The Bean Sprout Effect

Bean sprouts are produced from the seeds of various legumes, including mung beans (Vigna radiata) and soybeans (Glycine max). During the germinating process, these seedlings produce a rich supply of nutrients. Bean sprouts have been a staple in East Asian, Indian subcontinent and Middle Eastern cuisine for thousands of years. They have been proven to have a wide range of health benefits, including digestive support and bone strength.

During the germinating process, bean sprouts are able to release a large amount of vitamins, minerals and amino acids that help in improving overall health. These include Vitamin C, Folic Acid and Manganese, among others. These are vital for the body’s metabolic processes, circadian rhythms and cellular signaling. They are also a great source of fiber, which helps in promoting digestive regularity and relieves constipation.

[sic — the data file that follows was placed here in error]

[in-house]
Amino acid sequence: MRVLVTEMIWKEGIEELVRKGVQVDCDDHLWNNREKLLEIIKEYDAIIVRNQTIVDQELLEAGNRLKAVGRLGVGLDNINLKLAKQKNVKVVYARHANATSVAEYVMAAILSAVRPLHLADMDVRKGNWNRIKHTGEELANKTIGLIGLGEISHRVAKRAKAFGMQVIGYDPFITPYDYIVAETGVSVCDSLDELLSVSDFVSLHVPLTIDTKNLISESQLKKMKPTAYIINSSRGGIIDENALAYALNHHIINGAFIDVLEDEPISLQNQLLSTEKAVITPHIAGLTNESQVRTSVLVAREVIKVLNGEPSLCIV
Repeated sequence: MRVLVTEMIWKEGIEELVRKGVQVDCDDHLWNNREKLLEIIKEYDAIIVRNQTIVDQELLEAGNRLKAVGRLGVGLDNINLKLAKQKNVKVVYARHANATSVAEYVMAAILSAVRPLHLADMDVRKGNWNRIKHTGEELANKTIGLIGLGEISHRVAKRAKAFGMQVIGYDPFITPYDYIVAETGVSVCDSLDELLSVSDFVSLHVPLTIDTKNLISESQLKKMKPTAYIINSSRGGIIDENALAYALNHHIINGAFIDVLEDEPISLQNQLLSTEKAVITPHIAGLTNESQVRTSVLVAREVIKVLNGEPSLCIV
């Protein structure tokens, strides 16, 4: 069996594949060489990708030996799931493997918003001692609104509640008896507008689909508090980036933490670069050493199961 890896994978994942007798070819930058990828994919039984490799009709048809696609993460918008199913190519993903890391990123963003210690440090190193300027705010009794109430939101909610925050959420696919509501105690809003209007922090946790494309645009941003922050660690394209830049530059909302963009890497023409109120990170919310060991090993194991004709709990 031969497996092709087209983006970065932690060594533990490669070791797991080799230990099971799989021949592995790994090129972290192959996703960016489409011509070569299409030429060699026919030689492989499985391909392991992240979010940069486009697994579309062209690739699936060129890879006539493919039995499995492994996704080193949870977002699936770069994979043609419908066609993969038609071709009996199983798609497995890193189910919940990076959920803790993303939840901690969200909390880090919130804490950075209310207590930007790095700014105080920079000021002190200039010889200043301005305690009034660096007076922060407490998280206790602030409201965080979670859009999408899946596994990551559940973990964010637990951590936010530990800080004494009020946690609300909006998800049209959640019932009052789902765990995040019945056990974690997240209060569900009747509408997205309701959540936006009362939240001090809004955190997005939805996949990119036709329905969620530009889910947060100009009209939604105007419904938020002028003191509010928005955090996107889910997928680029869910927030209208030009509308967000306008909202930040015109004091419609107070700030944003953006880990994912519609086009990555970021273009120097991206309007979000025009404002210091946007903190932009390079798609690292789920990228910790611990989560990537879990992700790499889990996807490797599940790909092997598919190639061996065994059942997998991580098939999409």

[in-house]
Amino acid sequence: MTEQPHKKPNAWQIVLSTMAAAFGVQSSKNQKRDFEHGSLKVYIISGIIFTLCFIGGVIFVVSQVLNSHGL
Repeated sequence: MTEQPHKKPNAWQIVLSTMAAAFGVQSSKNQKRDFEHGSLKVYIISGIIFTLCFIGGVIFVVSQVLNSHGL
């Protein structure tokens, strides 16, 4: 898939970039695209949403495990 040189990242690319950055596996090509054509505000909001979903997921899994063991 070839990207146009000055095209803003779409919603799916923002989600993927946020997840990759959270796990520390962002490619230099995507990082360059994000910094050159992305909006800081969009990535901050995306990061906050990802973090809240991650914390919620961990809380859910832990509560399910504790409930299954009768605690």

The phenolic content of bean sprouts is also improved by the germination process. They are rich in antioxidants, such as quercetin, kaempferol and isoquercithin, which have been shown to be effective in fighting cardiovascular disease, diabetes, cancer, osteoporosis and inflammation.

These sprouts are a rich source of B vitamins, such as riboflavin, thiamine, pantothenic acid and folate. Getting enough of these essential nutrients is important for the normal functioning of the immune system and reducing oxidative stress, which can lead to many diseases.

EE-broth enrichment was found to have significant genus-specific impacts on the composition of the microbiota of mungo bean sprouts. In particular, the relative abundance of Proteobacteria increased significantly after EE-broth enrichment, which may have influenced the ability of these bacteria to colonize the sprouts.

In contrast, BPW-based enrichment had a more uniform impact on the microbiota of the sprouts, with relatively minor changes observed in some genera. However, it reduced the number of genera shared between uncultured and enriched samples after 16 h at both incubation temperatures.

This might be due to the fact that BPW-based enrichment targets certain bacterial groups more efficiently than EE-broth. In addition, BPW-based enrichment is less selective in targeting Proteobacteria than EE-broth.